The single FIGURE is a diagrammatic representation of a sputtering system employed with the present invention.
For a better understanding of the present invention, together with other and further objects, advantages, and capabilities thereof, reference is made to the following disclosure and appended claims taken in conjunction with the above-described drawing.
Referring now to the drawing with greater particularity, there is shown a system employable in practicing the process of the invention.
In particular, a sputtering process is employed for producing a bright, stable, thin film phosphor layer which forms part of a display device. The sputtering technique is particularly advantageous in that the rate of deposition can be closely controlled simply by power settings and thus not requiring such devices as rate monitors or the use of feedback control loops. Also, uniformity of the deposition can be achieved primarily because the sputtering sources (targets) are large in comparison with the substrate. Also, reproducibility is greatly increased over the prior art processes.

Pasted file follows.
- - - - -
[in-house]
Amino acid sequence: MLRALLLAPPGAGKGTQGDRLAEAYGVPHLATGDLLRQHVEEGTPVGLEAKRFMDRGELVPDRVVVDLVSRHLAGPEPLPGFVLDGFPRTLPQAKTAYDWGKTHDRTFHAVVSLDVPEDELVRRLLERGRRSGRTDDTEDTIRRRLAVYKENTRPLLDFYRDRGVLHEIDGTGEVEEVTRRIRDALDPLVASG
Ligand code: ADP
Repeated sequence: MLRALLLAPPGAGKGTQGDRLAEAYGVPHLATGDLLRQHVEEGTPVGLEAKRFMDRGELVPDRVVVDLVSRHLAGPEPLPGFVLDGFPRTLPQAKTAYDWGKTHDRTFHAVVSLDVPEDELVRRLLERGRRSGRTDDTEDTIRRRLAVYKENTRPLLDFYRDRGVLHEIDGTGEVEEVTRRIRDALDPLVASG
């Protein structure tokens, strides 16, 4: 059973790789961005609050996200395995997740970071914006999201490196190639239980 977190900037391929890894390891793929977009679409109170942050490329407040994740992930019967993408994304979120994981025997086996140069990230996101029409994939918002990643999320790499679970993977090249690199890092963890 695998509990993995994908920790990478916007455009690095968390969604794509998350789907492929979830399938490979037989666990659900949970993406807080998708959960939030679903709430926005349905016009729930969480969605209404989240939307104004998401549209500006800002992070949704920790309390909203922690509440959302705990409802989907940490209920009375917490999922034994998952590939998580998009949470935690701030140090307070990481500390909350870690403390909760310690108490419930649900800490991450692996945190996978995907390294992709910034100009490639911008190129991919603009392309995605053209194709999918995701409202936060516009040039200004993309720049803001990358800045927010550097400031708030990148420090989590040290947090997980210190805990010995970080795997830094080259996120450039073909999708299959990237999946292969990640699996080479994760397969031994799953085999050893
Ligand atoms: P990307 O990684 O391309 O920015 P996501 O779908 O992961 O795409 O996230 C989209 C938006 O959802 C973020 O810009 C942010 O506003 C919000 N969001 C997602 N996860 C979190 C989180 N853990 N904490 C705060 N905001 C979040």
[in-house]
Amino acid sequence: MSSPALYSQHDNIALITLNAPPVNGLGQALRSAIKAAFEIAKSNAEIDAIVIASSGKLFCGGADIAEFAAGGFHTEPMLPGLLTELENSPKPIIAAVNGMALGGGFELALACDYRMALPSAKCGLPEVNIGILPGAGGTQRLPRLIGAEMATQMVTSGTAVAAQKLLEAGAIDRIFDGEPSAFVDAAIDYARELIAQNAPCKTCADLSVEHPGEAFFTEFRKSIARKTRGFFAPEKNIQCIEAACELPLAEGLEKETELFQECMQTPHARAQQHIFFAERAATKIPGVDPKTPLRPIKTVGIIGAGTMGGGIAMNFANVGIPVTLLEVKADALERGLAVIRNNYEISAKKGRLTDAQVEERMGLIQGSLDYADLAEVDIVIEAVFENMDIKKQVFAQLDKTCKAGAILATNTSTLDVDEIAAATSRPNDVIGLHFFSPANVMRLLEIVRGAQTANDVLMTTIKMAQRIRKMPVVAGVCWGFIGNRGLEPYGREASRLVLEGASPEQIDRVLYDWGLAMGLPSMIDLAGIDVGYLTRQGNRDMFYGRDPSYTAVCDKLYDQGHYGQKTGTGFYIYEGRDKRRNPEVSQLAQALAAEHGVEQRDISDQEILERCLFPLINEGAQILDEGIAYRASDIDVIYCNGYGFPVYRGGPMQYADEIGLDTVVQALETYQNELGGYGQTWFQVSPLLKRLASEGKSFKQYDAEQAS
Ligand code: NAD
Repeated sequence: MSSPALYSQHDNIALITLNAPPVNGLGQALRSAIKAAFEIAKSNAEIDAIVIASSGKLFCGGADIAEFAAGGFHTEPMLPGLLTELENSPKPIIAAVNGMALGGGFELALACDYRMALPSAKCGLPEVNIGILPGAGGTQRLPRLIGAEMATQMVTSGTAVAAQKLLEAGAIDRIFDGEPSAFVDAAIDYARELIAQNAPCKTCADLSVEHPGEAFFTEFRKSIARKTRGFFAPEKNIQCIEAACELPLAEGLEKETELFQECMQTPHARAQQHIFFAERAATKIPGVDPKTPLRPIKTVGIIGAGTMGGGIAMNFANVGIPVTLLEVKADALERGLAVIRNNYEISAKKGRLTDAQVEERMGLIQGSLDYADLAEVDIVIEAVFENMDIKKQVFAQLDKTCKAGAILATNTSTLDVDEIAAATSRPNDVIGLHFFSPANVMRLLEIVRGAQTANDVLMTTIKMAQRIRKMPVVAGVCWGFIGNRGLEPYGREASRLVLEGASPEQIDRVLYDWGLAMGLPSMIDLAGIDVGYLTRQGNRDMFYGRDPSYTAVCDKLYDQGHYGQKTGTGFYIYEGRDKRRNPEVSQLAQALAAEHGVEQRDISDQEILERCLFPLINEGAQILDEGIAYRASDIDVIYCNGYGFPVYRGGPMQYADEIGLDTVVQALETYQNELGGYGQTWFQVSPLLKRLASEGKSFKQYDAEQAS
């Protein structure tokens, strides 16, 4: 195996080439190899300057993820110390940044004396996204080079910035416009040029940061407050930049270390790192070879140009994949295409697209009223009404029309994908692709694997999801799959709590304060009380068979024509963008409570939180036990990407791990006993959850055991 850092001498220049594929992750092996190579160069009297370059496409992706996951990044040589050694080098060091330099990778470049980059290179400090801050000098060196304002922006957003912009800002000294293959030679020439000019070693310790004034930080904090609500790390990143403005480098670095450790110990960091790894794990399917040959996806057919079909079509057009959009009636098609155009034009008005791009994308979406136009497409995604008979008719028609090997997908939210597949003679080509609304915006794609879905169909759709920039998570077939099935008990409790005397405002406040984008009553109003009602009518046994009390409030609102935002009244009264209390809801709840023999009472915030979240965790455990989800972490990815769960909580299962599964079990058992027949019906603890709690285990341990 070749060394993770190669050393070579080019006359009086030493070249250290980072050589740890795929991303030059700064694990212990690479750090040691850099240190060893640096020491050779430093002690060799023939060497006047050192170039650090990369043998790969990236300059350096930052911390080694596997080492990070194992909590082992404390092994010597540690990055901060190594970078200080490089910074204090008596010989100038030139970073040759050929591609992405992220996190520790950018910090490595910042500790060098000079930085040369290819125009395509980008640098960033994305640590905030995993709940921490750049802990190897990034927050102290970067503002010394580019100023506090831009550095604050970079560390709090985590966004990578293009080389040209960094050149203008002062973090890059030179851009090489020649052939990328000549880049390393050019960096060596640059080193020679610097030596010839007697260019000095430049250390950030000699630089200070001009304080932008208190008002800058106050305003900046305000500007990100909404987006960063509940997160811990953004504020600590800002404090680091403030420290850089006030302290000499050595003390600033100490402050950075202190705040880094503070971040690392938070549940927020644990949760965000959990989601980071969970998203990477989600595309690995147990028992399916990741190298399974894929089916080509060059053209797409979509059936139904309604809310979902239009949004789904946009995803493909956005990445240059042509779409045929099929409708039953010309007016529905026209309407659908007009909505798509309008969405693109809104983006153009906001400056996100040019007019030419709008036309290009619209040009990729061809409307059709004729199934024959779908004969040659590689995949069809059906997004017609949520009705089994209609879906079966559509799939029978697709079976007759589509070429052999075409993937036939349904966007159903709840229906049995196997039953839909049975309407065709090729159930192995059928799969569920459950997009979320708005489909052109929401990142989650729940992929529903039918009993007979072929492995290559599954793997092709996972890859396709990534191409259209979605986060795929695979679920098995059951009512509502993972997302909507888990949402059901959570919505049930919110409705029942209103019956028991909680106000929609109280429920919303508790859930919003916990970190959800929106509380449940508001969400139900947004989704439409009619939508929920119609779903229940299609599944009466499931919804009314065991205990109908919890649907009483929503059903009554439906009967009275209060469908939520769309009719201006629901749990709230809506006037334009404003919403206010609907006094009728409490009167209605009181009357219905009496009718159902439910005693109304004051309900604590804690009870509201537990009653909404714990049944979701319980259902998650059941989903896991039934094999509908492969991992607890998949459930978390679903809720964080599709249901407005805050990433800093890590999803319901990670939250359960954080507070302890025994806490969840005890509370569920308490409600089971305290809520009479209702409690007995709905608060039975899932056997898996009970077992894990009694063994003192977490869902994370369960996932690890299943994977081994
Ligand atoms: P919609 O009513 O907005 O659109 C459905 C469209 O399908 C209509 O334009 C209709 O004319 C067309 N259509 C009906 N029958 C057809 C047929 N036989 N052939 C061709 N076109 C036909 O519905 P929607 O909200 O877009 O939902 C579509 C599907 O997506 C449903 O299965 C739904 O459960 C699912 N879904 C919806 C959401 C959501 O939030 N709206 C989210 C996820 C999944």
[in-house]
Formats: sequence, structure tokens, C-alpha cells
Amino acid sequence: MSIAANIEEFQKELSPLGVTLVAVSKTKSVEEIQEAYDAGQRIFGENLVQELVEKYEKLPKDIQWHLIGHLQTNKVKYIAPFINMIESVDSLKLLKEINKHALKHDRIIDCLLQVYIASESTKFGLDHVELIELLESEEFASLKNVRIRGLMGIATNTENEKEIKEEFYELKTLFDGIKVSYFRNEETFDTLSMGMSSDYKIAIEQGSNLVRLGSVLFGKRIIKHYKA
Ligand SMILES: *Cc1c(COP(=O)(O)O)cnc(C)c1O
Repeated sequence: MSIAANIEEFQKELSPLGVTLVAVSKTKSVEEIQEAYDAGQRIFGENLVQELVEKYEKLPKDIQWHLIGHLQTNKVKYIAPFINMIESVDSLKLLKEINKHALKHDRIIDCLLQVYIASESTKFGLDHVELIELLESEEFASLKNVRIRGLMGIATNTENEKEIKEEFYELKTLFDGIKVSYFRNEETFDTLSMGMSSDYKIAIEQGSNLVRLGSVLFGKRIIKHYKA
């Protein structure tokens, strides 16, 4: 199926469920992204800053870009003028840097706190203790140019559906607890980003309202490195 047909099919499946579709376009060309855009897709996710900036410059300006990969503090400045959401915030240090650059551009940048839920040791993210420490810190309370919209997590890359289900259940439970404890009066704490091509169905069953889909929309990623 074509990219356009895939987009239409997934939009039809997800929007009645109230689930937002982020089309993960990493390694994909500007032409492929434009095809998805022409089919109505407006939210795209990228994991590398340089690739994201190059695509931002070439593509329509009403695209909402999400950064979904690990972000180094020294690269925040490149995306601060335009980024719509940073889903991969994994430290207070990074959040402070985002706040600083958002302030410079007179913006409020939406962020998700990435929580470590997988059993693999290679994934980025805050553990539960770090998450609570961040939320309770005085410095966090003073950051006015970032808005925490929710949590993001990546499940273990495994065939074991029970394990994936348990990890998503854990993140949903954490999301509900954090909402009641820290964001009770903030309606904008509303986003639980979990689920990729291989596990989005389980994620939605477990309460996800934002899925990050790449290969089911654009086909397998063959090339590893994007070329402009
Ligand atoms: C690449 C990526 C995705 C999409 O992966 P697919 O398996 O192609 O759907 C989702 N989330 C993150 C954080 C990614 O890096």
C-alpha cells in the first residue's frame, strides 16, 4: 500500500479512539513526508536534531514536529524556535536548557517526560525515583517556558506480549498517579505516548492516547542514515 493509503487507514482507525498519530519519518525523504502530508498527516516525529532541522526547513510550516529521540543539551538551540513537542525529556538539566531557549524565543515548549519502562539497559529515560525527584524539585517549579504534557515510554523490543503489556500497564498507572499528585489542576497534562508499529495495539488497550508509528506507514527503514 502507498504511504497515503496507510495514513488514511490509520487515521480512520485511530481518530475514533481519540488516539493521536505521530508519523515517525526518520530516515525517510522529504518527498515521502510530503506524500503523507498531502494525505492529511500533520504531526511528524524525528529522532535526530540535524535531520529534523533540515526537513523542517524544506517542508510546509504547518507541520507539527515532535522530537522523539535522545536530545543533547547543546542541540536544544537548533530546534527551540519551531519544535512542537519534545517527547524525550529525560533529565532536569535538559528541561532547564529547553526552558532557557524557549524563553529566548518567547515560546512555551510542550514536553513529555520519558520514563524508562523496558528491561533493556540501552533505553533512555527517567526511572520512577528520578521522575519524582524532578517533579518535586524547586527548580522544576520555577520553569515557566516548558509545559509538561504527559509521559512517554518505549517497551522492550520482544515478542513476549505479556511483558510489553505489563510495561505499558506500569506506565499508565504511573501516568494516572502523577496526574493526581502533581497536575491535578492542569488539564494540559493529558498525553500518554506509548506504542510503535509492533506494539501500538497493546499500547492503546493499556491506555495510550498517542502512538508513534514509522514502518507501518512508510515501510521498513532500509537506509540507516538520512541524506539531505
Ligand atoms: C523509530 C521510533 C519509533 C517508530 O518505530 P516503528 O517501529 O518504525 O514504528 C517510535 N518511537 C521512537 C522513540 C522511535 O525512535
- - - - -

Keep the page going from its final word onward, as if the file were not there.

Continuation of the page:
The sputtering technique described herein is compatible with inline equipment in which successive layers are deposited in successive chambers without venting between depositions. This eliminates problems with humidity and impurities which are unavoidable when a vacuum system is vented.